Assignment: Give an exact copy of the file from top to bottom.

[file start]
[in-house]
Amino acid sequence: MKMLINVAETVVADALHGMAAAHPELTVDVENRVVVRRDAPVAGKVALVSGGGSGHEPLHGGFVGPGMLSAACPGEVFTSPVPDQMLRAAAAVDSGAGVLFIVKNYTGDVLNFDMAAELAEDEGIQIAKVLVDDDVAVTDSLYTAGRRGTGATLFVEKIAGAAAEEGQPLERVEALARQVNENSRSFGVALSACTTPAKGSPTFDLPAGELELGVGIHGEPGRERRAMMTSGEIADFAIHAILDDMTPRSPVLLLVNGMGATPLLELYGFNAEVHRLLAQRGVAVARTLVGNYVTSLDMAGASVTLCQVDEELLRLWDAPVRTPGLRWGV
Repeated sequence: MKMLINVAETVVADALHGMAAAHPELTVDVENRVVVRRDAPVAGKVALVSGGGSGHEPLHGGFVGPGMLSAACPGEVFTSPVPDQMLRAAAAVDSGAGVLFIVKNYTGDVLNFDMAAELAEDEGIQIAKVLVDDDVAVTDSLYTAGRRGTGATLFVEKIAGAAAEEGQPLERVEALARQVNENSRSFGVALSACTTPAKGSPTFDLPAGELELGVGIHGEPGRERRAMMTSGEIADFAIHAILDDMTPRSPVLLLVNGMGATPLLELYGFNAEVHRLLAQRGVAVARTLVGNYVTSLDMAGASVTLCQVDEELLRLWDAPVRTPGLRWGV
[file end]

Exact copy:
[in-house]
Amino acid sequence: MKMLINVAETVVADALHGMAAAHPELTVDVENRVVVRRDAPVAGKVALVSGGGSGHEPLHGGFVGPGMLSAACPGEVFTSPVPDQMLRAAAAVDSGAGVLFIVKNYTGDVLNFDMAAELAEDEGIQIAKVLVDDDVAVTDSLYTAGRRGTGATLFVEKIAGAAAEEGQPLERVEALARQVNENSRSFGVALSACTTPAKGSPTFDLPAGELELGVGIHGEPGRERRAMMTSGEIADFAIHAILDDMTPRSPVLLLVNGMGATPLLELYGFNAEVHRLLAQRGVAVARTLVGNYVTSLDMAGASVTLCQVDEELLRLWDAPVRTPGLRWGV
Repeated sequence: MKMLINVAETVVADALHGMAAAHPELTVDVENRVVVRRDAPVAGKVALVSGGGSGHEPLHGGFVGPGMLSAACPGEVFTSPVPDQMLRAAAAVDSGAGVLFIVKNYTGDVLNFDMAAELAEDEGIQIAKVLVDDDVAVTDSLYTAGRRGTGATLFVEKIAGAAAEEGQPLERVEALARQVNENSRSFGVALSACTTPAKGSPTFDLPAGELELGVGIHGEPGRERRAMMTSGEIADFAIHAILDDMTPRSPVLLLVNGMGATPLLELYGFNAEVHRLLAQRGVAVARTLVGNYVTSLDMAGASVTLCQVDEELLRLWDAPVRTPGLRWGV